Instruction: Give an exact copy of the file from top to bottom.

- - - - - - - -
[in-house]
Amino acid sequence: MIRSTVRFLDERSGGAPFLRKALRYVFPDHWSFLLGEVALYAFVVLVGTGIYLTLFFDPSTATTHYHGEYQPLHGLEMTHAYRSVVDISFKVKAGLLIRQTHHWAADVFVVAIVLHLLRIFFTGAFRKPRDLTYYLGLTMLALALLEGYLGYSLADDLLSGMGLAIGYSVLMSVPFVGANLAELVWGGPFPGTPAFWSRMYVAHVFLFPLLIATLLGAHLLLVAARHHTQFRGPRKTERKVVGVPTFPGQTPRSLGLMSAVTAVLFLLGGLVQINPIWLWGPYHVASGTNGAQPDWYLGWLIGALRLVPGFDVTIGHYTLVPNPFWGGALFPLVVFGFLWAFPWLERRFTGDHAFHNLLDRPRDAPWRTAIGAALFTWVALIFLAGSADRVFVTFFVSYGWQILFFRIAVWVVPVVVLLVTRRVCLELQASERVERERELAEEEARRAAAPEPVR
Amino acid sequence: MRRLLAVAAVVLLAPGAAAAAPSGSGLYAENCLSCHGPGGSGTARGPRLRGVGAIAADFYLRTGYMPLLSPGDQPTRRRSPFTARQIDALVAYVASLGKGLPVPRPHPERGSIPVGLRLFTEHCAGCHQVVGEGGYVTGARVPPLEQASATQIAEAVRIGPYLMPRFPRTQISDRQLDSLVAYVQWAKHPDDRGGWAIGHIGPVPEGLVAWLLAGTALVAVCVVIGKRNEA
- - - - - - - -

[in-house]
Amino acid sequence: MIRSTVRFLDERSGGAPFLRKALRYVFPDHWSFLLGEVALYAFVVLVGTGIYLTLFFDPSTATTHYHGEYQPLHGLEMTHAYRSVVDISFKVKAGLLIRQTHHWAADVFVVAIVLHLLRIFFTGAFRKPRDLTYYLGLTMLALALLEGYLGYSLADDLLSGMGLAIGYSVLMSVPFVGANLAELVWGGPFPGTPAFWSRMYVAHVFLFPLLIATLLGAHLLLVAARHHTQFRGPRKTERKVVGVPTFPGQTPRSLGLMSAVTAVLFLLGGLVQINPIWLWGPYHVASGTNGAQPDWYLGWLIGALRLVPGFDVTIGHYTLVPNPFWGGALFPLVVFGFLWAFPWLERRFTGDHAFHNLLDRPRDAPWRTAIGAALFTWVALIFLAGSADRVFVTFFVSYGWQILFFRIAVWVVPVVVLLVTRRVCLELQASERVERERELAEEEARRAAAPEPVR
Amino acid sequence: MRRLLAVAAVVLLAPGAAAAAPSGSGLYAENCLSCHGPGGSGTARGPRLRGVGAIAADFYLRTGYMPLLSPGDQPTRRRSPFTARQIDALVAYVASLGKGLPVPRPHPERGSIPVGLRLFTEHCAGCHQVVGEGGYVTGARVPPLEQASATQIAEAVRIGPYLMPRFPRTQISDRQLDSLVAYVQWAKHPDDRGGWAIGHIGPVPEGLVAWLLAGTALVAVCVVIGKRNEA